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Thought Experiment: Worst Winning Rotation

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#1 Luke


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Posted 18 November 2013 - 08:37 PM



It seems to have become a truism for some fans that no baseball team can win consistently without a staff full of aces, or at least No 1s and No 2s (whatever those terms happen to mean to you).  The thinking seems to be that you need a Philly style staff-of-aces to have the barest hope of any postseason success, let alone actually reaching the post-season in the first place.


I'm not sure I buy it.  


Aces are nice and I'd love to have a stable of them on the Cubs, just like any other baseball fan, but I wouldn't go so far as to say they are required.  In fact, we can all without thinking too hard start to name some very good baseball teams that had at most one really good pitcher.  


And that got me thinking - just how bad can the rotation be?  


The Challenge


Put together a five man rotation good enough to get into the postseason (by no objective metric - subjectivity only for now (although I do grade myself with fWAR)).


Let's lay the following ground rules.  The team you are building a rotation for is:

1 - Top 5 in defense

2 - Top 5 in offense

3 - Has a Top 5 bullpen

4 - Not Colorado.


Badness here can be measured however you like (including by cheapness if you equate talent with salary).


My Approach


I think with a good defensive, good offensive team, the starting staff needs to do two things: eat innings and not give up home runs.  Not surprisingly, these are two things that very good pitchers do well.  To make sure I kept to the not-so-good ones, though, I forced myself to only select pitchers with an ERA over 4.00.  I also generally avoided highly touted prospects and, to some extent, formerly very good pitchers on a down year.


I went to fangraphs, used 2013 numbers, only considered pitchers who threw at least 180 innings, and looked over several sorts.  Current results are below, in no particular order.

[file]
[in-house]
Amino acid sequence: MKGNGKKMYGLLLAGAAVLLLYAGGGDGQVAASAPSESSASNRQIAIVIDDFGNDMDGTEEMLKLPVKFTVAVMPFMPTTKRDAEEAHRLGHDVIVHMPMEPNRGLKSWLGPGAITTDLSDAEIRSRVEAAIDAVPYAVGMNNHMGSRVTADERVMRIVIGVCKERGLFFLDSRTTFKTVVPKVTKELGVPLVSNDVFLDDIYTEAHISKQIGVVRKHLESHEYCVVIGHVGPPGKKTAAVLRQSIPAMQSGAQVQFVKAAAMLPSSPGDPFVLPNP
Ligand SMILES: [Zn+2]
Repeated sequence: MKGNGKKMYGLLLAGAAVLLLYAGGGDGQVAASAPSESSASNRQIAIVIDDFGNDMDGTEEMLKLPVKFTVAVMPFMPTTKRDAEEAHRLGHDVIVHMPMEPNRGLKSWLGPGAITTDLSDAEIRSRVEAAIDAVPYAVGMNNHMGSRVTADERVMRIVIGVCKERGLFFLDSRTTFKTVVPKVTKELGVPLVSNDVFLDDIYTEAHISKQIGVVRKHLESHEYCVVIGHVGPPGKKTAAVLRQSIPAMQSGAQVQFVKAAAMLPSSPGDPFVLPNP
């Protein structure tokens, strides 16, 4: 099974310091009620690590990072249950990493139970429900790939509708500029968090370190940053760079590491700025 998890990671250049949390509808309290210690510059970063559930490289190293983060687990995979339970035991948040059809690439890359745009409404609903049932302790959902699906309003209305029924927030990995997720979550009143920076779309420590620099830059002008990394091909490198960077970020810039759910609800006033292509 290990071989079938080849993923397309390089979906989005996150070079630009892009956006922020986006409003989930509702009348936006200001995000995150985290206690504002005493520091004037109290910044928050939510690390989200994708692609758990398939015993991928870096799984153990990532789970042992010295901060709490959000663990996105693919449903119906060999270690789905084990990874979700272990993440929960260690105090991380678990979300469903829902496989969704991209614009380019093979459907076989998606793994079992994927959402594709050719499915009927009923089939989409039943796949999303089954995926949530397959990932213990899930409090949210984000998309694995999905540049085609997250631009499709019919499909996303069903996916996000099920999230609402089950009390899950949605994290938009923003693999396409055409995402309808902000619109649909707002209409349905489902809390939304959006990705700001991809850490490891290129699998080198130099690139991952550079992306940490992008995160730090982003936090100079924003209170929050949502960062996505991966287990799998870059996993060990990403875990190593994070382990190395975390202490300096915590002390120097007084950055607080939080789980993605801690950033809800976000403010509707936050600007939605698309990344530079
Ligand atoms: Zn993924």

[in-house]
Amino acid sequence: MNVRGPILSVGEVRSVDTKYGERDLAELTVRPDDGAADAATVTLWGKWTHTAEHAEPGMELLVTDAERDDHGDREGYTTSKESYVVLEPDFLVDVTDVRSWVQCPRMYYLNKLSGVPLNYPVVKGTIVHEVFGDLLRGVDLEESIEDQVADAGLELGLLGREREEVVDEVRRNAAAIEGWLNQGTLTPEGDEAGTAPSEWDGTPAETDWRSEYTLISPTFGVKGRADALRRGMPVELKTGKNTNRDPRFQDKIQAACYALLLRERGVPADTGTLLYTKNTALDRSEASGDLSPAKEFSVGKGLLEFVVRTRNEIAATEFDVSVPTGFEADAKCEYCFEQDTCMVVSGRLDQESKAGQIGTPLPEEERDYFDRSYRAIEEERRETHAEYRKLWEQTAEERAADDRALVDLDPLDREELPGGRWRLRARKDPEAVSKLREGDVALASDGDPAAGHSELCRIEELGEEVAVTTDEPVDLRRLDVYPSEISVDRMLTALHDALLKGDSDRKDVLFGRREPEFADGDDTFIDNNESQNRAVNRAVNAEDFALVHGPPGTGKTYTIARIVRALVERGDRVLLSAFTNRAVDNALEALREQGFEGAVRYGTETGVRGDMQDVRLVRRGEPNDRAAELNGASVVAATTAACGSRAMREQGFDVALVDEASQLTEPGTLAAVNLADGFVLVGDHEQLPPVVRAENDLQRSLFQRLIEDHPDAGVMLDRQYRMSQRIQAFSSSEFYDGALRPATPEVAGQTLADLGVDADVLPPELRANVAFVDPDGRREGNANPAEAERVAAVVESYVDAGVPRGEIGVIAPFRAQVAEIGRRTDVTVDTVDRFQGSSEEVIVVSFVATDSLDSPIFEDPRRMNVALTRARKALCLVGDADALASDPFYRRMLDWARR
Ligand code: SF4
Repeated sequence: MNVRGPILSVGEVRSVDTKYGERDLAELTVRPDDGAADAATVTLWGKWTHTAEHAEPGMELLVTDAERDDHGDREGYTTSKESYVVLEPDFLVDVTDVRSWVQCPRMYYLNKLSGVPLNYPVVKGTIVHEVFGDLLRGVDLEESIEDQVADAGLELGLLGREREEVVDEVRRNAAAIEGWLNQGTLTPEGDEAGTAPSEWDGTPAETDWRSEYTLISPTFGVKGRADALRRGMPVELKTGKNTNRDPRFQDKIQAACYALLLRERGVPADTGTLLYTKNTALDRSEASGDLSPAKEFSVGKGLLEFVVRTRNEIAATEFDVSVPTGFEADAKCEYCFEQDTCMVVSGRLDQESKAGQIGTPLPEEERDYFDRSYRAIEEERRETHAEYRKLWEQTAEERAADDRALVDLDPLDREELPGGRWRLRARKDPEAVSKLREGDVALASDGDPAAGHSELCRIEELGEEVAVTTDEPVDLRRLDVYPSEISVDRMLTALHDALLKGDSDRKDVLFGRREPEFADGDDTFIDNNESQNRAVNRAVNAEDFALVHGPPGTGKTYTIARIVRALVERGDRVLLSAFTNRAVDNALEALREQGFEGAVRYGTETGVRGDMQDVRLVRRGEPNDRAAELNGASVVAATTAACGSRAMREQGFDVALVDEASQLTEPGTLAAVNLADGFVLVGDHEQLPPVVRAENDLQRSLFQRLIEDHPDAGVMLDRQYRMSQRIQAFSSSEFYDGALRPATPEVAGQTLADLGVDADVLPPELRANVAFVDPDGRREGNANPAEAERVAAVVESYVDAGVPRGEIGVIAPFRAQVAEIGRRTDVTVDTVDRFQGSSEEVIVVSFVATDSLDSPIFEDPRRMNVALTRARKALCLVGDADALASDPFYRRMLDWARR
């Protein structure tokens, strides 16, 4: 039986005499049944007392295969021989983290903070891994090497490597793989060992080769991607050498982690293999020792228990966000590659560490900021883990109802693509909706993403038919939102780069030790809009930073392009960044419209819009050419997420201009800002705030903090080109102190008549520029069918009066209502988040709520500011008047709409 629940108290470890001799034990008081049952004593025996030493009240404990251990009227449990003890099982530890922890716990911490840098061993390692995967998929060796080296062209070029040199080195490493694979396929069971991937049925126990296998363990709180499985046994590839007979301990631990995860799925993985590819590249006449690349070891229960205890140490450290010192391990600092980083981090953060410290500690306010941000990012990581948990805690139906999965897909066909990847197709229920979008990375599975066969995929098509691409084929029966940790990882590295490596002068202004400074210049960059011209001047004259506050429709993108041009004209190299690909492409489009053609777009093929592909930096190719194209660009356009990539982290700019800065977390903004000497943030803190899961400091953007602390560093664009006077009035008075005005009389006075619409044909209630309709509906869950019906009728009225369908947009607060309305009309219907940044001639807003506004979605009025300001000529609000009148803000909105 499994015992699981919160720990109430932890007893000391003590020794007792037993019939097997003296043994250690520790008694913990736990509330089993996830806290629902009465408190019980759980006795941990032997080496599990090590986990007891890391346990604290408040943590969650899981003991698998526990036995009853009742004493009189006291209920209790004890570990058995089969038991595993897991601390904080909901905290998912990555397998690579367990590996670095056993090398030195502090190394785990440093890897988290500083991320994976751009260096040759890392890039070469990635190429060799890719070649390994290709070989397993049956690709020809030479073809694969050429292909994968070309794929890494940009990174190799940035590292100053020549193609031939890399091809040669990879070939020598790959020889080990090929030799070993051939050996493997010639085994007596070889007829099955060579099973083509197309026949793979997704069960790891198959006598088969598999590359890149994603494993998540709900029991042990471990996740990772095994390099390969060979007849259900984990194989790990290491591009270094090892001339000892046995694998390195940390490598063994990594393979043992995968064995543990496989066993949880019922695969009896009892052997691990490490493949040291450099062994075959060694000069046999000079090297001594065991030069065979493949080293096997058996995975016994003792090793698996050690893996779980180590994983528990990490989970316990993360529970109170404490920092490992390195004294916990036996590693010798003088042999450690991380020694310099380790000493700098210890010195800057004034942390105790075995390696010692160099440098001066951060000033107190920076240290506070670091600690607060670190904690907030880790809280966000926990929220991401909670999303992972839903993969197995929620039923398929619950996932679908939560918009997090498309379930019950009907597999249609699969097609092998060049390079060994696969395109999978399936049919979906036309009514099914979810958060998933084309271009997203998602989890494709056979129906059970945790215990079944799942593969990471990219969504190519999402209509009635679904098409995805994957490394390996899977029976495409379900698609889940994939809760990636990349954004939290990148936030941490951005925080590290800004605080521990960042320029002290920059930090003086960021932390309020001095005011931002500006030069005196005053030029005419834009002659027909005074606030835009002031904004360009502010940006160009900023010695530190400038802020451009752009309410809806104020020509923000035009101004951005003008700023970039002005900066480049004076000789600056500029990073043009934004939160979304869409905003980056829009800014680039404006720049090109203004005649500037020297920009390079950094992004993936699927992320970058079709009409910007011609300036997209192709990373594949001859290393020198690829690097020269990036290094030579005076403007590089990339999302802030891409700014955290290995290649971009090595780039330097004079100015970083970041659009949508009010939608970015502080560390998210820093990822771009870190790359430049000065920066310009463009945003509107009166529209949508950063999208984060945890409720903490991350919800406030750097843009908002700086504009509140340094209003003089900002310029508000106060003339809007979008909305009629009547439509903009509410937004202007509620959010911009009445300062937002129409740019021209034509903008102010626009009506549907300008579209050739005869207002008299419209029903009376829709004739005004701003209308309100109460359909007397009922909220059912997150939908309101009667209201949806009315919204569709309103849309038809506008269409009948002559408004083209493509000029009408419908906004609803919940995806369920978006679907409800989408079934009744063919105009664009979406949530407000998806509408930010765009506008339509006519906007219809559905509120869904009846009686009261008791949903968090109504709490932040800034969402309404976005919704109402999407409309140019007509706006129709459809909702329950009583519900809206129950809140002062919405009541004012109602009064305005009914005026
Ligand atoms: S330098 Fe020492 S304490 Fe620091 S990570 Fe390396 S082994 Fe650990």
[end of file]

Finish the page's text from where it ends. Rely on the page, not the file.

Kyle Kendrick - FIP 4.01.  But, with 182 innings, a GB% of 49.4% and a HR/9 of 0.89 he fits what I'm looking for.  fWAR was just 1.7.

Tim Lincecum - His FIP of 3.74 is much better than his ERA of 4.37, and I'm taking advantage.  This does feel like cheating, though.  Still, 197 innings, 45.3% GB rate and less than 1 HR/9.  He makes the cut legitimately.  His fWAR was 1.6.

Joe Saunders - His HR/9 is higher (1.23) but he did pitch 183 innings with a GB% of 51.2%.  fWAR of 0.6.

Kevin Correa -  185.1 innings is a good start, but he makes the list because he only had a 2.19 BB/9.  He might give the outfield defense a workout though.  fWAR of 1.3.

Jeremy Guthrie - His 211 innings is nice, and his FIP suggests he was worse than his ERA projects.  To be honest there isn't a lot here I like, but the 78.2% LOB rate is nice... assuming he wasn't just lucky all year.  fWAR of 1.1.


And there is my initial staff.  Could that rotation win?  I don't think it would be awful.  With a good defense and some big bats backing it up I think it could snag a Wild Card.  Total fWAR is 6.3.  


Who's got lower?

#2 Brett



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Posted 19 November 2013 - 07:20 AM

With the right team around it, I'm sure that rotation could win. Although the playoffs are a crapshoot, I think its likelihood of success in short series would be reduced, though.

#3 Cubbie Blues

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Posted 19 November 2013 - 07:21 AM

Arroyo would be an interesting one to put in there somewhere.

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#4 Luke